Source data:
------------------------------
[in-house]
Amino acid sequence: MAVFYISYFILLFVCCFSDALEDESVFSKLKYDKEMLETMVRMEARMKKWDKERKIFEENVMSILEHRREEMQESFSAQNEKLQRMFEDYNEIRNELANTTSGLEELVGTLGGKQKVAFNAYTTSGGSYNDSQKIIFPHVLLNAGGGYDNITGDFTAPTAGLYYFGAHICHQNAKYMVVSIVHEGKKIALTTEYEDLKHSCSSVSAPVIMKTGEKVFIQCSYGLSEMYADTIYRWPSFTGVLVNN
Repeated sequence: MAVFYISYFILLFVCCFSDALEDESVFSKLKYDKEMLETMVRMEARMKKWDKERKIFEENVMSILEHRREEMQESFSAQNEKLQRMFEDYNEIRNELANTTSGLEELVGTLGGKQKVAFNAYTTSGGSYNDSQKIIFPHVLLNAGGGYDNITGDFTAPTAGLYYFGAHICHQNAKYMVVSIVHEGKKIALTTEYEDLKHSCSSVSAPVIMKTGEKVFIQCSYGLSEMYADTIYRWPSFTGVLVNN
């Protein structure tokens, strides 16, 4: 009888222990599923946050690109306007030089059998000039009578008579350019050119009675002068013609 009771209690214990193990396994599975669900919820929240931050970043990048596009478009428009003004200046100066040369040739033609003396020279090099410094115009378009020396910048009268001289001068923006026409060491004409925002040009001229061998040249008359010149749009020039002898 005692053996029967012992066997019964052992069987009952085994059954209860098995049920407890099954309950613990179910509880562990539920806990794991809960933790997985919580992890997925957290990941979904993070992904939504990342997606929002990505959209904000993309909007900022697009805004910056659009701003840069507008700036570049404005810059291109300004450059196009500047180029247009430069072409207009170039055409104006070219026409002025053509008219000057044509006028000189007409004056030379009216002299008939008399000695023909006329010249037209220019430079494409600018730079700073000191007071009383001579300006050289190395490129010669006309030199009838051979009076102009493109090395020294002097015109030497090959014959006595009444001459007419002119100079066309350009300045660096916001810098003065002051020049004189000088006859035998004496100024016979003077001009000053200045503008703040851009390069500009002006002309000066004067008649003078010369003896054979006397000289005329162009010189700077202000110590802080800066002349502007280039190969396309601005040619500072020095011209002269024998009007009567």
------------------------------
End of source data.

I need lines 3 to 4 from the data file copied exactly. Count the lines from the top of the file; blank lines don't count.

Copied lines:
Repeated sequence: MAVFYISYFILLFVCCFSDALEDESVFSKLKYDKEMLETMVRMEARMKKWDKERKIFEENVMSILEHRREEMQESFSAQNEKLQRMFEDYNEIRNELANTTSGLEELVGTLGGKQKVAFNAYTTSGGSYNDSQKIIFPHVLLNAGGGYDNITGDFTAPTAGLYYFGAHICHQNAKYMVVSIVHEGKKIALTTEYEDLKHSCSSVSAPVIMKTGEKVFIQCSYGLSEMYADTIYRWPSFTGVLVNN
């Protein structure tokens, strides 16, 4: 009888222990599923946050690109306007030089059998000039009578008579350019050119009675002068013609 009771209690214990193990396994599975669900919820929240931050970043990048596009478009428009003004200046100066040369040739033609003396020279090099410094115009378009020396910048009268001289001068923006026409060491004409925002040009001229061998040249008359010149749009020039002898 005692053996029967012992066997019964052992069987009952085994059954209860098995049920407890099954309950613990179910509880562990539920806990794991809960933790997985919580992890997925957290990941979904993070992904939504990342997606929002990505959209904000993309909007900022697009805004910056659009701003840069507008700036570049404005810059291109300004450059196009500047180029247009430069072409207009170039055409104006070219026409002025053509008219000057044509006028000189007409004056030379009216002299008939008399000695023909006329010249037209220019430079494409600018730079700073000191007071009383001579300006050289190395490129010669006309030199009838051979009076102009493109090395020294002097015109030497090959014959006595009444001459007419002119100079066309350009300045660096916001810098003065002051020049004189000088006859035998004496100024016979003077001009000053200045503008703040851009390069500009002006002309000066004067008649003078010369003896054979006397000289005329162009010189700077202000110590802080800066002349502007280039190969396309601005040619500072020095011209002269024998009007009567």